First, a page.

A Pot Rack in Its Proper Place
Although pot racks provide a ready solution to storage woes, they may not work for every kitchen. Here are some pot-rack pitfalls to avoid.
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And there are other factors to keep in mind beyond publicly exposing your dingy cookware. Dalia Tamari, owner of Dalia Kitchen Design in Boston, advises anyone going into a pot rack purchase to avoid these pitfalls:
Blocking light. "A pot rack's a minus if you hang pots and pans where they block the light source from above or a window," says Tamari. "Of course, if you incorporate lighting into the pot rack, you get back what you lost."
Obscuring a more beautiful focal point. "So many [people] are opening up their kitchen designs to the dining room or family room, and making something like a copper range hood the focal point of the open arrangement," says Tamari. "A pot rack doesn't look like much in your hand, but loaded it's a big element, and you don't want it to block a focal point or artwork."
Hanging cookware you don't use often. It will start out looking great, but after a while it accumulates dust, which is not a display you want at the center of your kitchen design." At the same time, says Tamari, "To get the effect you see in a chef's kitchen with the copper racks, your cookware on display should be clean and sparkling, not burned on the bottom or stained and crackeds."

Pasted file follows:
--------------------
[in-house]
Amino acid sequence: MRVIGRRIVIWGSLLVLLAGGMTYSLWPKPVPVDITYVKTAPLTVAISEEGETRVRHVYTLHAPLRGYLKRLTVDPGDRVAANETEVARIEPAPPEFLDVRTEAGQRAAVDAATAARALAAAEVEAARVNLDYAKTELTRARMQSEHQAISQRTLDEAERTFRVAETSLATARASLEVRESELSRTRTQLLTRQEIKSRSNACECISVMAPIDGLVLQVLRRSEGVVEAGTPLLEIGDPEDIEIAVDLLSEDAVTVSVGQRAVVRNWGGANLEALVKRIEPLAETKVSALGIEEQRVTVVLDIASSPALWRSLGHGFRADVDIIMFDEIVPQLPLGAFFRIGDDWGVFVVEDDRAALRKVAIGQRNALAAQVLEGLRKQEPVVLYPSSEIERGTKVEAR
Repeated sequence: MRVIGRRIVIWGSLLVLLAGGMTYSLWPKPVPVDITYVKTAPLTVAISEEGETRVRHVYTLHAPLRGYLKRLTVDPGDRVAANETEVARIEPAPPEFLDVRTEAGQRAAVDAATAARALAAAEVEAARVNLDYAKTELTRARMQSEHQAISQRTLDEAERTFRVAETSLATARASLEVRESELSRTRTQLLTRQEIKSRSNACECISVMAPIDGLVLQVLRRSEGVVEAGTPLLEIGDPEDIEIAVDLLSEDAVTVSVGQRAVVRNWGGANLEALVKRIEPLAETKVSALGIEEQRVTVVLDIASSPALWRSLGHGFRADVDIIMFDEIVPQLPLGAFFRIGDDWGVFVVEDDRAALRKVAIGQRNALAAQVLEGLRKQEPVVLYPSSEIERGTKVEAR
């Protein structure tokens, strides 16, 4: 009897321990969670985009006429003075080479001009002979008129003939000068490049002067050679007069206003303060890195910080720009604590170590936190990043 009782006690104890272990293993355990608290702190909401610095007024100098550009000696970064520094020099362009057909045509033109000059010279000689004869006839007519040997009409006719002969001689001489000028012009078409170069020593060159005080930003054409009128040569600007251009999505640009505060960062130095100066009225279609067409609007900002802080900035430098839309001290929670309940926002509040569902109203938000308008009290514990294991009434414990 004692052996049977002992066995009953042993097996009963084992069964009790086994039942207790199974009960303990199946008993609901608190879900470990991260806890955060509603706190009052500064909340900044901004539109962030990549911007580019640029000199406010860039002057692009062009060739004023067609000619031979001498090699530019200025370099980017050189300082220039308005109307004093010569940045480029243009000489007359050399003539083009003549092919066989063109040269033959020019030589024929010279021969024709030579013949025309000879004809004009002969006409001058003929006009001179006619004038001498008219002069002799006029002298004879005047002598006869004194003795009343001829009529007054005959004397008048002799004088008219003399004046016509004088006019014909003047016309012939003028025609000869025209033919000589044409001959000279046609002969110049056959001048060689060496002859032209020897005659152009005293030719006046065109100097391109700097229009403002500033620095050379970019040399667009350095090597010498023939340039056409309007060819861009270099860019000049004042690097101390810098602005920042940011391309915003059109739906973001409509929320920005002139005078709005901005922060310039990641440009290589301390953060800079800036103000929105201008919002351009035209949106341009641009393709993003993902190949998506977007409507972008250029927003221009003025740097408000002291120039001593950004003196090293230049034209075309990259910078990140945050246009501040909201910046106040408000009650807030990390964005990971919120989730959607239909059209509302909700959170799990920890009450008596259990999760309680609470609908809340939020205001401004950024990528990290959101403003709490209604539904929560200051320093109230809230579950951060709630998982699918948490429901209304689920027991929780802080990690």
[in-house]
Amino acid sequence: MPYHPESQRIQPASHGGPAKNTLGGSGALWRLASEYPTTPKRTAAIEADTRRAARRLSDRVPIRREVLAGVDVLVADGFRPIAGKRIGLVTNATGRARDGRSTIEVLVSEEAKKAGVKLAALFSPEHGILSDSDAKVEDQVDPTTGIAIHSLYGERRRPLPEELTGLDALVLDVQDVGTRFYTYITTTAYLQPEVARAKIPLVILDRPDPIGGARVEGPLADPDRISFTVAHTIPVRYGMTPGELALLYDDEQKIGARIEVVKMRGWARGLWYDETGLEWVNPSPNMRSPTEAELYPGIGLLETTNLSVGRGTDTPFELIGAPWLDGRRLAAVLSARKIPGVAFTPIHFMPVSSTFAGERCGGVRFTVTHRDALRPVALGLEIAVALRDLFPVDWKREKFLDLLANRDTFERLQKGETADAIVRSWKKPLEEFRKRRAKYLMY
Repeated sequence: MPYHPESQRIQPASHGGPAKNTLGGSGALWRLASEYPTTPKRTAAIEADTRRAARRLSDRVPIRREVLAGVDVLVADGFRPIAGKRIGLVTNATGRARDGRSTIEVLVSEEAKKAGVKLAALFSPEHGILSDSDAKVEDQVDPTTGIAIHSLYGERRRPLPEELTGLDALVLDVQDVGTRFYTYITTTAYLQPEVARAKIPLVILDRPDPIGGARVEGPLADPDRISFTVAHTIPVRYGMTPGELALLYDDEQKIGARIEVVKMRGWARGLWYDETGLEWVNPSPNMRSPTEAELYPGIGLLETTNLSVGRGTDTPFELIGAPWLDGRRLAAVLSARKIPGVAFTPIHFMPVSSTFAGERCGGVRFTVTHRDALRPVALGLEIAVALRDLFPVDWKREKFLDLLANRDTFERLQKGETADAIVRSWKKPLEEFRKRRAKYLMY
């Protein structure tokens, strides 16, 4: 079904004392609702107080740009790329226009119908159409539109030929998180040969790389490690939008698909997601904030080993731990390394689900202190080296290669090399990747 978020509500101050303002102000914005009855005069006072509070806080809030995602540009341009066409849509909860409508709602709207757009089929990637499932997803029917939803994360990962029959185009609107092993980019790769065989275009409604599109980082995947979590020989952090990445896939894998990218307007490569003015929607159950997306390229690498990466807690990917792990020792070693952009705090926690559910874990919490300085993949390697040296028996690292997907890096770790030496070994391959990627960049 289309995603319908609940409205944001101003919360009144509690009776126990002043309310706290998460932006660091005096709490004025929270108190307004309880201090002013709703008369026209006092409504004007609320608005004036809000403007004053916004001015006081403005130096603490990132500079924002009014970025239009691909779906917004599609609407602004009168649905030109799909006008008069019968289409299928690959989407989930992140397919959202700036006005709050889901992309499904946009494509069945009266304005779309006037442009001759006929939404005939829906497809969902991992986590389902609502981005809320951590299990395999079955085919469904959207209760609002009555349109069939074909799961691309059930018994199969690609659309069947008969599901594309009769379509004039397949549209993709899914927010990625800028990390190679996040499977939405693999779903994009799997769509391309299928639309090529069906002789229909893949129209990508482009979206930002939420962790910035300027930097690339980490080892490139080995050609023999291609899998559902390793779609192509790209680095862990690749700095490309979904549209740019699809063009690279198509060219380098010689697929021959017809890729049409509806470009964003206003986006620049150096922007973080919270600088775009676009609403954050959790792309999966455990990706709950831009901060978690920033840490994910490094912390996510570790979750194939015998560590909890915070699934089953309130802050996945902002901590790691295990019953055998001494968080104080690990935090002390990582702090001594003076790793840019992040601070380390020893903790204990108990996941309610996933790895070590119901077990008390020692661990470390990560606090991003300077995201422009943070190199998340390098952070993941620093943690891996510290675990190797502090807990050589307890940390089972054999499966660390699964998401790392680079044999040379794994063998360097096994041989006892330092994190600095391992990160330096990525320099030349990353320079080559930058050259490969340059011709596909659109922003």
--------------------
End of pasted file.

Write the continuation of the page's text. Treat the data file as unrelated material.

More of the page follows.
Dangling pots and pans over a cooking area. "The only thing above a cooking space should be a vent," she says. "You see those glorious pictures of copper pots hanging above the stove, but that's where it would get all the grease from the cooking. The best place for a pot rack is above an island you use for prep work."
Hangin' too high. "You don't want to get out the stepladder to reach your pots and pans!" says Tamari, a frequent guest on HGTV's Kitchen Designs. "Instead, you should be able to reach the pans without stretching too much, without running any risk of getting hit in the head with a pot."
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